Babies have functioning digestive systems long before they’re born. Of course, they take in all their nutrients through the umbilical cord rather than through food. However, they do swallow amniotic fluid, mucus, epithelial cells, and other material in the womb. That material collects in the baby’s lower intestines to form meconium. Meconium is thick, gooey, and dark. It’s the first thing a baby passes after birth.
In some cases, the baby expels meconium while still in the womb or during delivery. When that happens, the baby is at risk for breathing in amniotic fluid tainted with meconium. Meconium is sterile and won’t cause infection on its own, but it can affect the baby’s ability to breathe. The sticky substance can block the baby’s airways, affect the baby’s ability to exchange oxygen and carbon dioxide, and irritate the baby’s lung tissue. This is called meconium aspiration syndrome.
Diagnosing Meconium Aspiration Syndrome
Meconium aspiration syndrome may be identified by signs including meconium in the amniotic fluid, breathing distress, and low Apgar scores.
Meconium in the Amniotic Fluid
The first and most obvious symptom of meconium aspiration syndrome is the presence of meconium in the amniotic fluid. Amniotic fluid is mostly clear, while meconium is thick and greenish-black. If there are streaks of darker material in the amniotic fluid released during delivery or if the amniotic fluid has a green color, it’s likely that the baby has released meconium and may be at risk for meconium aspiration syndrome. The presence of meconium in the amniotic fluid does not necessarily mean the baby will suffer from meconium aspiration syndrome — only about 5% of babies who release meconium in the womb will develop other symptoms.
See also: Causes of Meconium Aspiration Syndrome
Babies born at term should be able to breathe on their own — healthy babies typically cry as soon as they’re born. Babies with meconium aspiration syndrome may have a difficult time breathing. They may be straining to breathe, breathing too fast or too slow, or not breathing at all. Babies experiencing this type of respiratory distress may grunt while exhaling.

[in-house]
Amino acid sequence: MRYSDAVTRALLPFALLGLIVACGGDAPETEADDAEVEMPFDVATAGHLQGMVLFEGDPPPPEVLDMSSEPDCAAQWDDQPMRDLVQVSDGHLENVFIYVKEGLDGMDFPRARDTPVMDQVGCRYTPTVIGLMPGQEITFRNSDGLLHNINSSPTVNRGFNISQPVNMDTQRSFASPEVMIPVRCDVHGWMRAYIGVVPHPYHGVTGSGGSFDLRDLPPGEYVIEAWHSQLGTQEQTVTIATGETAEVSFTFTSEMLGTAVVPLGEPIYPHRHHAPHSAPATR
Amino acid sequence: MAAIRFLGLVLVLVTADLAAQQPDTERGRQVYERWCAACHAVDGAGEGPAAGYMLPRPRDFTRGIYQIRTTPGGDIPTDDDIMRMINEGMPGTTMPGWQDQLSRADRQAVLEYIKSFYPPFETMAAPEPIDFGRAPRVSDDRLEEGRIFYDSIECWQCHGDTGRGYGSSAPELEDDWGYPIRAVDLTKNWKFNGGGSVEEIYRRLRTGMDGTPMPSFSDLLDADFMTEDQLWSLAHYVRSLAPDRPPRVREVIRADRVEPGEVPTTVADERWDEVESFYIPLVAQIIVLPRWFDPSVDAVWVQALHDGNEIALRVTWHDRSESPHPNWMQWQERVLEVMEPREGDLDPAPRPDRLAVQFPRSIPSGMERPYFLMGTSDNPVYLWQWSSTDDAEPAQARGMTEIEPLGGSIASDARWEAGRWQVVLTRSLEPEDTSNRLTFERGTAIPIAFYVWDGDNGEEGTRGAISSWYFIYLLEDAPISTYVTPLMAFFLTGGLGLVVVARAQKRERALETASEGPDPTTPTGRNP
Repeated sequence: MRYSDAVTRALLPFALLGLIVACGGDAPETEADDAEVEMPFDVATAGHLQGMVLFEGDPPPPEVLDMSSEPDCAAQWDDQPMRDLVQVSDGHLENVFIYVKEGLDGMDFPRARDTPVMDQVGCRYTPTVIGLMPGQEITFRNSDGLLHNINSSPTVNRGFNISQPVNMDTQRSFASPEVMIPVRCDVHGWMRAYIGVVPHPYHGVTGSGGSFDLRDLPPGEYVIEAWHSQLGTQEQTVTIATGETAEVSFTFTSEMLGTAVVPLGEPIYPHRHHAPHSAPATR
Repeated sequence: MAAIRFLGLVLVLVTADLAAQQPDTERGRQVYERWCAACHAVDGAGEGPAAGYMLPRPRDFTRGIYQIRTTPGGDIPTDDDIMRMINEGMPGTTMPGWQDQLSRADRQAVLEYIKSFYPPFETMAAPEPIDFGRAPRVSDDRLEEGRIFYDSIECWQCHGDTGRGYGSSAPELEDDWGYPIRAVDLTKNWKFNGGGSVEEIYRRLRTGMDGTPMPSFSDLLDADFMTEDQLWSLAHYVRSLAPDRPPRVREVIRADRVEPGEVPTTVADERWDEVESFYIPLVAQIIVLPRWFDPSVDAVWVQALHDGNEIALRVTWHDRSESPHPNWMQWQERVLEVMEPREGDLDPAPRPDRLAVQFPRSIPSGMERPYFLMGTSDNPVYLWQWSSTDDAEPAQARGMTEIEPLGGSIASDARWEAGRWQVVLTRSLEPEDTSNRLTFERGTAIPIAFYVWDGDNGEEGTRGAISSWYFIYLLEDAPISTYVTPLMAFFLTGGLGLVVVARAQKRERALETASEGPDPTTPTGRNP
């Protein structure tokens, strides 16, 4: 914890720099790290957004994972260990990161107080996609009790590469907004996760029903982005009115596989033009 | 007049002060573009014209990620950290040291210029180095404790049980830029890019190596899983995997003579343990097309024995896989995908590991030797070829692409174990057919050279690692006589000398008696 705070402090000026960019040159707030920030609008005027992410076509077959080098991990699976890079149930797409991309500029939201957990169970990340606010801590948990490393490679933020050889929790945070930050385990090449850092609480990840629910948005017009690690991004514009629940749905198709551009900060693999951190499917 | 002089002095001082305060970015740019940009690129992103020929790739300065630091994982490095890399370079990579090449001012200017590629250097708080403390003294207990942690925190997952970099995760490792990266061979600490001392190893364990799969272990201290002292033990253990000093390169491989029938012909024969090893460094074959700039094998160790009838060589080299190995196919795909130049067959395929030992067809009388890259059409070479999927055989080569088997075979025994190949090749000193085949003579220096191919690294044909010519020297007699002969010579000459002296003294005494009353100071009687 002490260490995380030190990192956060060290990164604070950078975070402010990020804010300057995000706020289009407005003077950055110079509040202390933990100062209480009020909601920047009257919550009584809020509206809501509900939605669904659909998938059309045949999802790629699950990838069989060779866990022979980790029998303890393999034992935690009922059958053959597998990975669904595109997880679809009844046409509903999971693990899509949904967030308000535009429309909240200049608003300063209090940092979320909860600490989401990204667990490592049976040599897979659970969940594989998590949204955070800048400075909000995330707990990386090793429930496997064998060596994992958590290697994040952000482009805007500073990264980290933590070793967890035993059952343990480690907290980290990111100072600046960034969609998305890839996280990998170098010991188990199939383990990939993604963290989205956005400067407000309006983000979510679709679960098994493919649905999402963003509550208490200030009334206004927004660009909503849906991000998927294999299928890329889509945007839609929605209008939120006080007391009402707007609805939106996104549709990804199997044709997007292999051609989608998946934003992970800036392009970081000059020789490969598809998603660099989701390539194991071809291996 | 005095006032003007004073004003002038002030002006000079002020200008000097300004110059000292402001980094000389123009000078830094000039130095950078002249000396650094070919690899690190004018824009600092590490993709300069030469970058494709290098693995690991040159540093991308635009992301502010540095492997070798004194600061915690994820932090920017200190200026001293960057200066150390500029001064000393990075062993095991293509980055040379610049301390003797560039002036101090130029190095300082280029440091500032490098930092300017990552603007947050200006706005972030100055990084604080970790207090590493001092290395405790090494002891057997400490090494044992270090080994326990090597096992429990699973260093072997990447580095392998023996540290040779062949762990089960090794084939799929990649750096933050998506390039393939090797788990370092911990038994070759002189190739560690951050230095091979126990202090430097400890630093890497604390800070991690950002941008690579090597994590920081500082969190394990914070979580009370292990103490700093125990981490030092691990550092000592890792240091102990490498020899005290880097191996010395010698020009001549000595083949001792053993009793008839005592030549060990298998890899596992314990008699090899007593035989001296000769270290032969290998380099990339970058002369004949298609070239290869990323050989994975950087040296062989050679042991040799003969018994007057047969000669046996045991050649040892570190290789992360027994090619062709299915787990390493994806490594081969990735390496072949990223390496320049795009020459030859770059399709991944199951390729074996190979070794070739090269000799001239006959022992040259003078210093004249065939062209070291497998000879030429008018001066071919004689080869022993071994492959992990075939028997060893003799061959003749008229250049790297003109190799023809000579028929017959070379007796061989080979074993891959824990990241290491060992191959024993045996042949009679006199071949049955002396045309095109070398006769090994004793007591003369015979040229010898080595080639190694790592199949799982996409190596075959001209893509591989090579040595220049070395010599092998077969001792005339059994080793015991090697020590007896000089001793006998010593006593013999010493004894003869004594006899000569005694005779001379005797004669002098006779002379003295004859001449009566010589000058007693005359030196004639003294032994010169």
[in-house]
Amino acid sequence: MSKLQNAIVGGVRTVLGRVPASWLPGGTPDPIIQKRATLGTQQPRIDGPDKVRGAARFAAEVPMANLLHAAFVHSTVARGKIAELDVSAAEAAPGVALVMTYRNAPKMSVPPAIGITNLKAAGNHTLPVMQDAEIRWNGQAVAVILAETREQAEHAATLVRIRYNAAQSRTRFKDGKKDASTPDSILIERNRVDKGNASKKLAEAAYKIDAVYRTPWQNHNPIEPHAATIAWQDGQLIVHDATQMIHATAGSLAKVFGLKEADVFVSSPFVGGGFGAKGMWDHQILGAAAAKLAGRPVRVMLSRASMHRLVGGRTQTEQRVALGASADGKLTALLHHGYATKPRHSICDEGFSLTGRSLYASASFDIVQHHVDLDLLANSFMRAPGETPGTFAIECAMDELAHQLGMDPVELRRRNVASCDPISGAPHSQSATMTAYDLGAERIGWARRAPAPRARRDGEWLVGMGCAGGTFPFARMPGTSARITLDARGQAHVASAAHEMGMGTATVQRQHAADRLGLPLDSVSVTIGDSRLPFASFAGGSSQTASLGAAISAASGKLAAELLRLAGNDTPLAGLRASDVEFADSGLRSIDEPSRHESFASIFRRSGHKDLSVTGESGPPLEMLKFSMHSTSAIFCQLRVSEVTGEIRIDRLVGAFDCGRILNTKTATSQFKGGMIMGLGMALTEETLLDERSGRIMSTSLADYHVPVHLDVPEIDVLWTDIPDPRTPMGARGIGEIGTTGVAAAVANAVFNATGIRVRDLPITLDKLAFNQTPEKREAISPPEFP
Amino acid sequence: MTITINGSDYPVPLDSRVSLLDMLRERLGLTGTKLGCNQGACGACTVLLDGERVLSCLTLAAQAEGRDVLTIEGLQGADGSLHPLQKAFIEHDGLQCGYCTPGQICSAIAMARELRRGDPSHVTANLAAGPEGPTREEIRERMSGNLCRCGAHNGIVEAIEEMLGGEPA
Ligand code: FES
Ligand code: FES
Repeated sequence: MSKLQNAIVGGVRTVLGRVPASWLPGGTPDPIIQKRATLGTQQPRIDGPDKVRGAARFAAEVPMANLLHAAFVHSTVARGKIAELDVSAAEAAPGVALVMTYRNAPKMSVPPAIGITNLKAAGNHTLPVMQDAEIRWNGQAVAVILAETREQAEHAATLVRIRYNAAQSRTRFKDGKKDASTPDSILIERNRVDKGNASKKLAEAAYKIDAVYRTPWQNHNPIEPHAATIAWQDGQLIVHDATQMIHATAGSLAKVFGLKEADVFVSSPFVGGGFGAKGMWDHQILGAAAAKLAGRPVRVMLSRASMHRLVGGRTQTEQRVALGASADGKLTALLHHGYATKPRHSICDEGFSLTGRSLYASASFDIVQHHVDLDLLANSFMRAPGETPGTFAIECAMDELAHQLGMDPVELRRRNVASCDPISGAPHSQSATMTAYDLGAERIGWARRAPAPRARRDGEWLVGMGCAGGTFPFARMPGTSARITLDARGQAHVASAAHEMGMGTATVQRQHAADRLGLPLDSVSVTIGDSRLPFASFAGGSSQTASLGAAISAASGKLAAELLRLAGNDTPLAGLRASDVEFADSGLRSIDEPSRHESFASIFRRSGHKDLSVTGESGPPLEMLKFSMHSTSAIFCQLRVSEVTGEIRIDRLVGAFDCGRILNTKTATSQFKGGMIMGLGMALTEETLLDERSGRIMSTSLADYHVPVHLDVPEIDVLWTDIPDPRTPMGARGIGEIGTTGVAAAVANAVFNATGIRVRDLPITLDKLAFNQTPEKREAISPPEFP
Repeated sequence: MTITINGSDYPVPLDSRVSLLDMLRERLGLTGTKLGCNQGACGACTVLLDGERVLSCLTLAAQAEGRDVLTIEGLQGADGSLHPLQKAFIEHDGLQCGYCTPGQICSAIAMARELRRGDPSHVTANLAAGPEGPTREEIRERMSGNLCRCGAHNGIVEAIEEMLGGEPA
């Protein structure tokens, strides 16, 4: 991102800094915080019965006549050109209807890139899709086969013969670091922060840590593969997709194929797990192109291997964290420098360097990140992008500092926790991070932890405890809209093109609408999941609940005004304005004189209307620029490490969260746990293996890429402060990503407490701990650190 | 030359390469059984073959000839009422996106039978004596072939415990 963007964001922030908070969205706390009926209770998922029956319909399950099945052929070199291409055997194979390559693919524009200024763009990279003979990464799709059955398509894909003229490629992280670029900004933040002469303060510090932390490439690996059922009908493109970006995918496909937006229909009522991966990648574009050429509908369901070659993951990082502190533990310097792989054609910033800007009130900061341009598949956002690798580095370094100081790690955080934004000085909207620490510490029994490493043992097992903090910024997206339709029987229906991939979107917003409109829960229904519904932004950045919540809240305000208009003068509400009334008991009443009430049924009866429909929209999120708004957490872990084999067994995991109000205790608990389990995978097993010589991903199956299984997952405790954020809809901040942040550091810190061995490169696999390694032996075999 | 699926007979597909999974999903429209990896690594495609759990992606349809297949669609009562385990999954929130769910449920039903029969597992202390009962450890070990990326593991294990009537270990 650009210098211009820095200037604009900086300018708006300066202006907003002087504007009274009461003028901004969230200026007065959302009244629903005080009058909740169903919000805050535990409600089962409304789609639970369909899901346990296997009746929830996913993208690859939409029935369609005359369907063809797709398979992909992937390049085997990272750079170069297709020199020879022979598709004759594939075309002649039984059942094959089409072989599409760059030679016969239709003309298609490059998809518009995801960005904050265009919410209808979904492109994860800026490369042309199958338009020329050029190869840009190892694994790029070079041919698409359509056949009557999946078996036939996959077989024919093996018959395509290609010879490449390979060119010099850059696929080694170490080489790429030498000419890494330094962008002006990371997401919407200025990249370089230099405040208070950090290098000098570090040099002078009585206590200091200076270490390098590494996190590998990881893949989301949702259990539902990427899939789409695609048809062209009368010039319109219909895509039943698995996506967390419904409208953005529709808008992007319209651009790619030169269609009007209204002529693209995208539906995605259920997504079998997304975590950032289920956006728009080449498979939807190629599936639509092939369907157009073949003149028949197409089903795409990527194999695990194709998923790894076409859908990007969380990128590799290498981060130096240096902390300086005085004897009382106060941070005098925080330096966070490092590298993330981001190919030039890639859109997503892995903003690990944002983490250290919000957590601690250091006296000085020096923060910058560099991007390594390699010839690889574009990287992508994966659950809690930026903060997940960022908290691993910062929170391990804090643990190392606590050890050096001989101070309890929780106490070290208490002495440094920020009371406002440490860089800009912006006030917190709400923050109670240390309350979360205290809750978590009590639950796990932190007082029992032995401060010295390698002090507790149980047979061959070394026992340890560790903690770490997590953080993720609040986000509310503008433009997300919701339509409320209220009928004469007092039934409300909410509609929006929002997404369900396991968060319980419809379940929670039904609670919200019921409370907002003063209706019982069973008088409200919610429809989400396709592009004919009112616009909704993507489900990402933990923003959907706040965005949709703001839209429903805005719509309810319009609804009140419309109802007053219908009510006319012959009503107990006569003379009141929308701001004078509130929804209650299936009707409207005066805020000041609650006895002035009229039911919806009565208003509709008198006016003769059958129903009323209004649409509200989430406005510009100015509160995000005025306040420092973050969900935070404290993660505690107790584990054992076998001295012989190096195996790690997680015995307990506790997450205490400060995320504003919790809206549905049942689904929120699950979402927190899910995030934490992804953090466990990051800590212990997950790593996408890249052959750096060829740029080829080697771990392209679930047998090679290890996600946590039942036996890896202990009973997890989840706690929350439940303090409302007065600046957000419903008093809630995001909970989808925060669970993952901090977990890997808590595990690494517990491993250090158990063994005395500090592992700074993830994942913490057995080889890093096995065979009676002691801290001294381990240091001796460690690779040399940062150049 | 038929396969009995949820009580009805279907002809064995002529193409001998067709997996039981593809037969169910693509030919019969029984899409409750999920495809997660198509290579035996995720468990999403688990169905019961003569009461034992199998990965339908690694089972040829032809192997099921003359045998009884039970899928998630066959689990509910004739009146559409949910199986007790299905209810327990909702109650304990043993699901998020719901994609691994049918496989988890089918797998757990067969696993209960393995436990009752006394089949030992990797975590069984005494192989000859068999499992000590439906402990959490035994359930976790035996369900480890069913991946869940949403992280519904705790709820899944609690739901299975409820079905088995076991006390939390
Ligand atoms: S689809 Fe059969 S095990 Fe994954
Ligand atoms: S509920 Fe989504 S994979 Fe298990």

Babies who are struggling to get enough oxygen may appear “cyanotic,” which means the baby will look blue because of the lack of oxygen in the blood.
If the baby appears to be in respiratory distress, your doctor will use a stethoscope to listen to the sound of the air as it passes through your baby’s lungs. The lungs of babies with meconium aspiration syndrome often make crackling or rattling noises. Your doctor may also use a chest x-ray to look for patches or streaks of meconium on the lungs.
Low Apgar Scores
The APGAR test is performed 1 minute after delivery and again 5 minutes later. It’s a measure of how well the baby tolerated delivery and how well it’s doing outside the womb. The test measures the baby’s breathing, heart rate, muscle tone, skin color, and reflexes. Healthy babies will cry, react to stimuli such as pinching, and actively move their limbs. They will have regular heart rates and pink skin tone.
Babies with meconium aspiration syndrome are typically struggling to breathe. That makes the heart rate change and can leave the skin blue. Babies in serious respiratory distress may be floppy and may not react to stimuli.
What Happens When Babies Swallow Meconium
Meconium aspiration syndrome can cause obstruction of the baby’s airways, pneumonitis, and dysfunction of the baby’s lungs.